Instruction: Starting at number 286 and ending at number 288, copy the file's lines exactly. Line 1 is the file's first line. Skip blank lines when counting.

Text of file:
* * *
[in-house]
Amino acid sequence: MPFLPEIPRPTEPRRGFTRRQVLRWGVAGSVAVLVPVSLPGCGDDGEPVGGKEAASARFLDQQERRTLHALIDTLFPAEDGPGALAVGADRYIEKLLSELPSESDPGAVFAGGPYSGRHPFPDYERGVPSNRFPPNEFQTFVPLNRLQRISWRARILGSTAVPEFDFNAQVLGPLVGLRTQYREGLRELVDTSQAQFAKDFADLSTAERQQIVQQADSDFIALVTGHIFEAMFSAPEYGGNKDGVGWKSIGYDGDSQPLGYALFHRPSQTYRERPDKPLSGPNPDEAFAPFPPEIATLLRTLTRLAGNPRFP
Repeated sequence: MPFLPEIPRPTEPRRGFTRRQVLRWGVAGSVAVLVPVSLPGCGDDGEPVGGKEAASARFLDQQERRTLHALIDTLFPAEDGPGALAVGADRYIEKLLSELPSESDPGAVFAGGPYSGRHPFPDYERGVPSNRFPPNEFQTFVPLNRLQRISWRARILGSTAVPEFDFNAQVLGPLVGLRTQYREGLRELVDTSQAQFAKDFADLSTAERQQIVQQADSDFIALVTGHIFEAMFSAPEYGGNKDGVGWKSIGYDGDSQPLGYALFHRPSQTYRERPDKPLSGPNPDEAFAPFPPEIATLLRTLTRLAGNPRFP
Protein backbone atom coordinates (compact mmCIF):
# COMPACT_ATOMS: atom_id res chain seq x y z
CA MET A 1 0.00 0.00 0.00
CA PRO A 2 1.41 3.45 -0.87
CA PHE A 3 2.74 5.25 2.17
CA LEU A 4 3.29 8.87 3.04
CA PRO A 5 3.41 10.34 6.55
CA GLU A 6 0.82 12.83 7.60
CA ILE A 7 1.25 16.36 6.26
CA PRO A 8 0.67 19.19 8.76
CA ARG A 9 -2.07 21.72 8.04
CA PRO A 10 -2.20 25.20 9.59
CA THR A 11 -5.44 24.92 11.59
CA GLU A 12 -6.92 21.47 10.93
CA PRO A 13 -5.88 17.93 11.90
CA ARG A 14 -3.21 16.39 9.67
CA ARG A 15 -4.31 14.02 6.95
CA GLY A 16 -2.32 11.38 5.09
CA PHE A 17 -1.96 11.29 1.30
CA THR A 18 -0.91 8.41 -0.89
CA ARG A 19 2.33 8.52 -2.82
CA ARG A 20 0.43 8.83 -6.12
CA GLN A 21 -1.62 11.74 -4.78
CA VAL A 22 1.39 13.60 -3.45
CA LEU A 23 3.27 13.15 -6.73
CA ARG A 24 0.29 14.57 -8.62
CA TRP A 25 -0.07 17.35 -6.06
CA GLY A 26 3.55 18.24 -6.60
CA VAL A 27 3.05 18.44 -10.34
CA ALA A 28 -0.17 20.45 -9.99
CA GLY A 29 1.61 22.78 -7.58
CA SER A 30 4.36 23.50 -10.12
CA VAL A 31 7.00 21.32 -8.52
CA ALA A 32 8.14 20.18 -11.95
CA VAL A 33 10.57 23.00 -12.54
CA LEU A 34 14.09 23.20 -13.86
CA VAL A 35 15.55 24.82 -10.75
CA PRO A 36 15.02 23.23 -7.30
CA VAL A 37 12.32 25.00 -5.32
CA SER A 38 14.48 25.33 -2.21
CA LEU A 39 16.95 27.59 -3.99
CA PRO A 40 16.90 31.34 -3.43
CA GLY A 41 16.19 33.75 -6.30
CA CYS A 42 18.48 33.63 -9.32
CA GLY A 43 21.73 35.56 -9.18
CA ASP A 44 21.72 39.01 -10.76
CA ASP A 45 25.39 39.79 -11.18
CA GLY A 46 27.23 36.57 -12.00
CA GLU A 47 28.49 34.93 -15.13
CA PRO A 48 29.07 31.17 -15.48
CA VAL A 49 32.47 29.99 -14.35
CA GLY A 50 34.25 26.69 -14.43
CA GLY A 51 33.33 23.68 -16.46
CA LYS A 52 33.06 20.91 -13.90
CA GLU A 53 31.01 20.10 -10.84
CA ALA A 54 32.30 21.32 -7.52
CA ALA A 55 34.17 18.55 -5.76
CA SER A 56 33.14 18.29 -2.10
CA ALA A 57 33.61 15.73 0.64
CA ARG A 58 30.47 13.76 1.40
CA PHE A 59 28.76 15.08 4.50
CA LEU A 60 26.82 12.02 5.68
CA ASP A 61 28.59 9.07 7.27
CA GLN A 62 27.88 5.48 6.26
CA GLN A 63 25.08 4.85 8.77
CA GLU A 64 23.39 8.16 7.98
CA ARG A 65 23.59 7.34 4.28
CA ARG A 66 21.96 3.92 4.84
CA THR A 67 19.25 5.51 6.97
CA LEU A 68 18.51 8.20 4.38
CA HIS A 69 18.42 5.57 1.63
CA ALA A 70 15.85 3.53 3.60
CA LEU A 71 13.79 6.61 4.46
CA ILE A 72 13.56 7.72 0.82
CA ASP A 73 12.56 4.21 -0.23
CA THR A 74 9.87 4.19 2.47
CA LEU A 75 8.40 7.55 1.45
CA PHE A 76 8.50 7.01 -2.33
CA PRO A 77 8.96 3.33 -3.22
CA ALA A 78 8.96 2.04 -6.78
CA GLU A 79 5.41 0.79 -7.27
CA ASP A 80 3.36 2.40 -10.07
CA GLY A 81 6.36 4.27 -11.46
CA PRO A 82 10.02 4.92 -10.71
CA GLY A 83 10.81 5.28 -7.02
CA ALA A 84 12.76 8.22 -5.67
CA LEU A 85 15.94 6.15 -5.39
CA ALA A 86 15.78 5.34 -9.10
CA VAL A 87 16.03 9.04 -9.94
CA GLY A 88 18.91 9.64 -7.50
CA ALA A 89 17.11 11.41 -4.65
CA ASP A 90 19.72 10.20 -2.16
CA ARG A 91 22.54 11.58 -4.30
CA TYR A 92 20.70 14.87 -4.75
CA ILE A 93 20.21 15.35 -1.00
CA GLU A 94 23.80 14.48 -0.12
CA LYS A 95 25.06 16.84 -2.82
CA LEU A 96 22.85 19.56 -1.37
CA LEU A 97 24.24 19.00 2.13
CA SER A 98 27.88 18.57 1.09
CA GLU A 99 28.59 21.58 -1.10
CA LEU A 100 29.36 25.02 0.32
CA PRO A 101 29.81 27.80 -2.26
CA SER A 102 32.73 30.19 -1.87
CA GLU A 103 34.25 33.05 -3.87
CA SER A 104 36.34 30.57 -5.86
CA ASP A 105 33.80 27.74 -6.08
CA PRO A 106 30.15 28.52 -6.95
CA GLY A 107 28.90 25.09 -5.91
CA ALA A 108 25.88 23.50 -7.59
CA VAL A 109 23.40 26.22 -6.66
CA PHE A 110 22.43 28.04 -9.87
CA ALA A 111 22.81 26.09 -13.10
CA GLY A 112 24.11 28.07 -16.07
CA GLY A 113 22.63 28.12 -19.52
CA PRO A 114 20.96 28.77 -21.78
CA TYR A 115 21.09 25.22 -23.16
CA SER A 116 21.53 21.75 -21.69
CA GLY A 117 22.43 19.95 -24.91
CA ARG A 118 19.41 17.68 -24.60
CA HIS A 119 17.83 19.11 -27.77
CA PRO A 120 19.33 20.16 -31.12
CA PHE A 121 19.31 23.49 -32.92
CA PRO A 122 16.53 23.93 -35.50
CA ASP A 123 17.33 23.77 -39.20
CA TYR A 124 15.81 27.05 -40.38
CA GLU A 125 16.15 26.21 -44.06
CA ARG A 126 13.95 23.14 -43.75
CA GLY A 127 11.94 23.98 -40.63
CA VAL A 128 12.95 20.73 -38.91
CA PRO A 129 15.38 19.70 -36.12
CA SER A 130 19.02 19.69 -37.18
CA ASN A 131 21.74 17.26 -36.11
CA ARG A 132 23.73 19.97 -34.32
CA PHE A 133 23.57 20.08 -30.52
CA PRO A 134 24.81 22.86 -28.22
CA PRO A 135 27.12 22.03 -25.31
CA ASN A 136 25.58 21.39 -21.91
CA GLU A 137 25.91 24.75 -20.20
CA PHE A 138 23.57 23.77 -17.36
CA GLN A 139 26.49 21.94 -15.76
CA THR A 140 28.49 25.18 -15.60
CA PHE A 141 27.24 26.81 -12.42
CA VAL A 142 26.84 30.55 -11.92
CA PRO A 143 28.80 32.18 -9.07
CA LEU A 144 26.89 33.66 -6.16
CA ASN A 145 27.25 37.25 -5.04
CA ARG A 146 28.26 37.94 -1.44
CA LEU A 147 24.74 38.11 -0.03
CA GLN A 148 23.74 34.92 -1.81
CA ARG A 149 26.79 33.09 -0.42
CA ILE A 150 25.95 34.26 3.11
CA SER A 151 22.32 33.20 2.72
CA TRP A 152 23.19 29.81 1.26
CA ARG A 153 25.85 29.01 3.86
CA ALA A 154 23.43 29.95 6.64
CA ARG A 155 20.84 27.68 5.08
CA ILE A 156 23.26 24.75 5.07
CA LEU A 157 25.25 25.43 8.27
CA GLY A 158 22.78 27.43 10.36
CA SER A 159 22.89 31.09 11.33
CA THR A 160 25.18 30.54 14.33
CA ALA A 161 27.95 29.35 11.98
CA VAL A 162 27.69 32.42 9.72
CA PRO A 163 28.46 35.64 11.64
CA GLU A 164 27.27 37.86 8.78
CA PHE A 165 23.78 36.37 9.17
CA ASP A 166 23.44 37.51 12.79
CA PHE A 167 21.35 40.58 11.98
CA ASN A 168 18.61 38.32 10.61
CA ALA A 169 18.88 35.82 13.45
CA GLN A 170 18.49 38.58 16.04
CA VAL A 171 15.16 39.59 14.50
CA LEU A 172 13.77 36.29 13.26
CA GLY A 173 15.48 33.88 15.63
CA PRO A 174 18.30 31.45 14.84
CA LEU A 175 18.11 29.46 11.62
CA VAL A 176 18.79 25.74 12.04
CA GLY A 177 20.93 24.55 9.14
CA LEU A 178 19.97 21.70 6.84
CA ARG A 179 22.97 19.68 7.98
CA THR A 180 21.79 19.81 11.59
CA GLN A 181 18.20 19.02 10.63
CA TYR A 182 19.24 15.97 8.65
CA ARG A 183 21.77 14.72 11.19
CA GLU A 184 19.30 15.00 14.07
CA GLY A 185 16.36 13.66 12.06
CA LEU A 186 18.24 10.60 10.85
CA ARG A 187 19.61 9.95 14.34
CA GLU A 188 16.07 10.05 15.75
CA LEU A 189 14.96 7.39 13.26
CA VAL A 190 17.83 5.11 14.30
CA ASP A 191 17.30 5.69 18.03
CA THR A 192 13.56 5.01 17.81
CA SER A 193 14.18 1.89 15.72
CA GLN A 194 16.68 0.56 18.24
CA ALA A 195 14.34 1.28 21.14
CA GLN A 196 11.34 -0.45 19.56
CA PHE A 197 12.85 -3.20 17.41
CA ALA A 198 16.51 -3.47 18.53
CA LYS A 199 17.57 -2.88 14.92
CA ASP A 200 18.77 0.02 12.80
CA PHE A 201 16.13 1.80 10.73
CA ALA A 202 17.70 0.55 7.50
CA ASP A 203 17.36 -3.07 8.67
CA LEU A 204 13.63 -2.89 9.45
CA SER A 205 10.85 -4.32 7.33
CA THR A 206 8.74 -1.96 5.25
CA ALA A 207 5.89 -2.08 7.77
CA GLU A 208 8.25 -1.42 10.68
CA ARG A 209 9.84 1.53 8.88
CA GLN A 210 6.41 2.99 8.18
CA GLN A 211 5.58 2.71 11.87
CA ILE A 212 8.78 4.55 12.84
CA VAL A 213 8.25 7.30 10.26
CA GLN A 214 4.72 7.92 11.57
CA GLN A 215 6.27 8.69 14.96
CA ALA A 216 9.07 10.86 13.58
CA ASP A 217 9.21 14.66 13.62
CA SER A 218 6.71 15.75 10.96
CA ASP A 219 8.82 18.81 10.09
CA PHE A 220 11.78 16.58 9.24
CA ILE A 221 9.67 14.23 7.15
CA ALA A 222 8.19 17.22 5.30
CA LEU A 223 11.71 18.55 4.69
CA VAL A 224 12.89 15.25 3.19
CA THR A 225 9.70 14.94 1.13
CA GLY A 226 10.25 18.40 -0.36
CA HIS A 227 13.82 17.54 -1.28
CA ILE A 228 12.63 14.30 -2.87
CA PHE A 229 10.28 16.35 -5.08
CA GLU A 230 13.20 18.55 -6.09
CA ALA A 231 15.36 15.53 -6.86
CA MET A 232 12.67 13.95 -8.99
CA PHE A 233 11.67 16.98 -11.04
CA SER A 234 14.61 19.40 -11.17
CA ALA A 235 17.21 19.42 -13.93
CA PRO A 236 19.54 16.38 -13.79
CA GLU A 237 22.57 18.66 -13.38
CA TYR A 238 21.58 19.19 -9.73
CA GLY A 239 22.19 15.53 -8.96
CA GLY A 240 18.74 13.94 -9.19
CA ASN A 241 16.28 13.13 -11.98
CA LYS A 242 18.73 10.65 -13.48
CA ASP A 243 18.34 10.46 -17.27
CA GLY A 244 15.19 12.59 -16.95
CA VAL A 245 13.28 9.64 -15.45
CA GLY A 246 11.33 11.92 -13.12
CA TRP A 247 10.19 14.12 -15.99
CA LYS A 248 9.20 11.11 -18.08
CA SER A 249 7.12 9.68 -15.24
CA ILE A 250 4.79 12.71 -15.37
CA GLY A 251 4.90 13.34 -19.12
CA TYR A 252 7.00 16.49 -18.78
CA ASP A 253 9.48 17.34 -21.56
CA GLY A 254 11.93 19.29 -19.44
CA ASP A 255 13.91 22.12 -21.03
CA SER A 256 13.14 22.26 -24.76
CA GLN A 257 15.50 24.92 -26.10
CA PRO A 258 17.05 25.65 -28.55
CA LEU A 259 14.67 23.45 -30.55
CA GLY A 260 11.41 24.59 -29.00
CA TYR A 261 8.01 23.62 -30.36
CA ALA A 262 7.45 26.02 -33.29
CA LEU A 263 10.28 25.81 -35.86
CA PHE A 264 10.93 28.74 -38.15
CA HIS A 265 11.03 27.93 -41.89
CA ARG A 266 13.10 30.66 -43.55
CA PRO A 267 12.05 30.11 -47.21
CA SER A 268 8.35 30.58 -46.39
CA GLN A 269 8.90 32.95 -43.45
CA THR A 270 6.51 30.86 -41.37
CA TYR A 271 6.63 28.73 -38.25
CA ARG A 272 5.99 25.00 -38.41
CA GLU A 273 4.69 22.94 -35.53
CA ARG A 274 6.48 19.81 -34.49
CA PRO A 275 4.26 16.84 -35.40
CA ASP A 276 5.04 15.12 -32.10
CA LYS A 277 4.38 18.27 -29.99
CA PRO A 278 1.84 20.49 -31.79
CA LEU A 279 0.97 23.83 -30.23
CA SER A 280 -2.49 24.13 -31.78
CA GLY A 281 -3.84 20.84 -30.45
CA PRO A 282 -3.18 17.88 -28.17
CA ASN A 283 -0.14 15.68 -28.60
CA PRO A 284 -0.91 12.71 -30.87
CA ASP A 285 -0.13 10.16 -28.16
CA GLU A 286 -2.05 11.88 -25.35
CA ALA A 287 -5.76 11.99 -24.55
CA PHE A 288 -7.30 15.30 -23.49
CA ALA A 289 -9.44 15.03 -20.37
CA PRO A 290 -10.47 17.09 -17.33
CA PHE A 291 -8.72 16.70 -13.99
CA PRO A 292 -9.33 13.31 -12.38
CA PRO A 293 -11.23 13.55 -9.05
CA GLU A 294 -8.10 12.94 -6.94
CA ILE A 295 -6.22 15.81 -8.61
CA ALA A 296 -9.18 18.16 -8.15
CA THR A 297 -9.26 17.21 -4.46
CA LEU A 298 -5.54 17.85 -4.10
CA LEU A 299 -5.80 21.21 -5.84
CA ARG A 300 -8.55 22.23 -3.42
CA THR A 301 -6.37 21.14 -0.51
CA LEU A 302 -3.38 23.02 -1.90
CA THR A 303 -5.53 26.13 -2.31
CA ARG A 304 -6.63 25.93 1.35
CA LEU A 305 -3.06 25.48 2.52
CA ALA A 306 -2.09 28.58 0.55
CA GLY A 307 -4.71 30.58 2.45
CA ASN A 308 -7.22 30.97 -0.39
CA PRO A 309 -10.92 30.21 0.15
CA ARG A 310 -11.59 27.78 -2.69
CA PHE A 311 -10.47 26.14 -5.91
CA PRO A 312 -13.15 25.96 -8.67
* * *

CA GLY A 281 -3.84 20.84 -30.45
CA PRO A 282 -3.18 17.88 -28.17
CA ASN A 283 -0.14 15.68 -28.60